Back at the Terrace, we road up the helix and a volunteer took our bike and racked it.
BIKE TIME: 5 hr 53 min 38 sec (19.0 mph average)
Transition 2 (bike to run)
Goal: around 5 minutes
After they took our bikes we headed into Monona Terrace again and into where are run bags were. Same routine--volunteer handed you your bag then you went to the mens transition room. Fully assisted by a volunteer who unpacked then repacked your bag. I completely changed into a different tri suit and headed out. More sunsreen and on to the run course. What a relief. I was only a short 26.2 mile trot from becoming an Ironman : )
T2 Time: 5 min 30 sec
RUN: 26.2 miles (two loops of 13.1)
My Potential: 3 hr 45 min (allowing 4 hours)
How I figured out what I could run a marathon in was mostly guesswork based on prior tri's and training runs, like how most people figure it out, but what I didn't have was a prior marathon result. Also, predicting longer races based on previous results at smaller ones assumes that you have increased your training volume and workout durations to meet the demands of the longer race. I didn't do that. I put in a few really long rides and runs that wouldn't have been in the plan had I not had been registered for IMWI. For the most part, my training volume was good enough to do ok to good at races up to half-iron distance, but only just enough to get thru something longer. For run training, the longest run I did was18 miles, just about a month prior to IM. Before the IM, that was my longest run ever. Going 3:45 to 4 hours for a marathon would mean a pace range of roughly 8:40 to 9:10 per mile. So, what happened. Well, I started off WAY TOO FAST. It didn't feel fast and I didn't know my speed until mile 1 sounded off on my watch. Here's the first 4 miles:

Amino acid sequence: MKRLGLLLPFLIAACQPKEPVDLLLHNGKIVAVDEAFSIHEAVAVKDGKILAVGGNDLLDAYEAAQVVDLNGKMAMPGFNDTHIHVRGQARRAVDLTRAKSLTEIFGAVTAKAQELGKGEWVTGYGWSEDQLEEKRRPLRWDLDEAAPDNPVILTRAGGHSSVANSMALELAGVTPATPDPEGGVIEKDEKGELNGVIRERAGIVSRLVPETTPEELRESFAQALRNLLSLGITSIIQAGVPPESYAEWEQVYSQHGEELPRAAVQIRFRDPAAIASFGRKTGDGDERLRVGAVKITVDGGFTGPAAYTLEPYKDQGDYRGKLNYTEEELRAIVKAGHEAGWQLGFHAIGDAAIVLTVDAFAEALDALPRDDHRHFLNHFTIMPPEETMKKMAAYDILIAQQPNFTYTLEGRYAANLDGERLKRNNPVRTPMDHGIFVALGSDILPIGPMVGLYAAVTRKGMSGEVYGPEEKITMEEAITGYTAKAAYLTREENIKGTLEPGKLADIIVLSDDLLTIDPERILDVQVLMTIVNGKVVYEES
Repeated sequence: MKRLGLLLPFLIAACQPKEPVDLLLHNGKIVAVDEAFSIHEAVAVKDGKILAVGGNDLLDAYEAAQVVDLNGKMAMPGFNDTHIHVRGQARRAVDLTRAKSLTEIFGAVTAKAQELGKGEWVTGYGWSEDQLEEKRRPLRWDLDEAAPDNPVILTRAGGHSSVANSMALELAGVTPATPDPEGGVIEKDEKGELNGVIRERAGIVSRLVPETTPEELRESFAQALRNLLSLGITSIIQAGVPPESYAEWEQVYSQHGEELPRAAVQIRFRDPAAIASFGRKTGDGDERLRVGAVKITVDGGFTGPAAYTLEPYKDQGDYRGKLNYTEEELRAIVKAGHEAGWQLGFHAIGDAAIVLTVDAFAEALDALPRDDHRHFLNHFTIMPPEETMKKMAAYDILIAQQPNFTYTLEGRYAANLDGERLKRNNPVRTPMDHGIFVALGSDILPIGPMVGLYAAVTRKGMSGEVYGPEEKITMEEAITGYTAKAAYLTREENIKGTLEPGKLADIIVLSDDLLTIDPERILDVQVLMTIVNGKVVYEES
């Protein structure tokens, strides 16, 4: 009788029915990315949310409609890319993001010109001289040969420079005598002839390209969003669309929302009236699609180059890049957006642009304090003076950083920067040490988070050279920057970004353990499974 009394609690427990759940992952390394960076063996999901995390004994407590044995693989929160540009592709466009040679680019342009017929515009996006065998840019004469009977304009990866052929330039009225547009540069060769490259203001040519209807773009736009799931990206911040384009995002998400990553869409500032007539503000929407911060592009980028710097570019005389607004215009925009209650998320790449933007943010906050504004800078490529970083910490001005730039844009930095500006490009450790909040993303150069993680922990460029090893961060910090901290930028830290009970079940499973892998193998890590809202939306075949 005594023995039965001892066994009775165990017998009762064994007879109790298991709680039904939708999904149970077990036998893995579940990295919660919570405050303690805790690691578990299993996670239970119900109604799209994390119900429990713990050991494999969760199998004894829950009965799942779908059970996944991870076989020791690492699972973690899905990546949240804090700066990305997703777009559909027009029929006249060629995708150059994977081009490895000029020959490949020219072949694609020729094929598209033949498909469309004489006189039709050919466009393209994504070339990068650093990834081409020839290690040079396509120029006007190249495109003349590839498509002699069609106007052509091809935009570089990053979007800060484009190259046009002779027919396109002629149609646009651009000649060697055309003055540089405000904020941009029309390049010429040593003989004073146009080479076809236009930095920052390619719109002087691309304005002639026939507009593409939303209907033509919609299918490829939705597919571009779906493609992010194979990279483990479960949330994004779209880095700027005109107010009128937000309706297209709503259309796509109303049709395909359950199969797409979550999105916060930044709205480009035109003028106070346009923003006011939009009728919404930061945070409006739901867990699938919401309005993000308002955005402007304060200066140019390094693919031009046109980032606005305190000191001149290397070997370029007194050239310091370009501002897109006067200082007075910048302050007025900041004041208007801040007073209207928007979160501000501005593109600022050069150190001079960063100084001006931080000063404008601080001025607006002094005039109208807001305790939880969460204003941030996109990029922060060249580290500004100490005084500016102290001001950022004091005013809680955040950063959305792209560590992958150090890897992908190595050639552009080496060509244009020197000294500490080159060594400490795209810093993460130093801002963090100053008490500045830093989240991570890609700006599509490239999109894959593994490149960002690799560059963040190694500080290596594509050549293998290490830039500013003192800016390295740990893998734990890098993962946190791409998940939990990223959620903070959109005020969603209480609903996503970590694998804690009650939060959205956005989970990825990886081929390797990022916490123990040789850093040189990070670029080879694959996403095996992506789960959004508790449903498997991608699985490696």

- 6 min 53 sec
- 8 min 42 sec (but this included a pee break so maybe 7: 45 - 8 min of running?)
- 8 min 6 sec
- 7 min 39 sec
- 10 min 53 sec
- 13 min 14 sec
- 10 min 10 sec
- 10 min 5 sec
RUN TIME: 4 hrs 40 min 54 sec
TOTAL TIME= 12:12:20
Looking back I think my marathon estimate would have been right and I could have ran 9:10's had I not started out so fast. Oh well, I am still overly happy with my result. Will I do another? During the run I was determined I would NOT. However, now that I know where I messed up I would like to do it again. I'm probably going to wait till I am in the next AG. Maybe in 2015 when I am in the 45-49 AG. Who knows.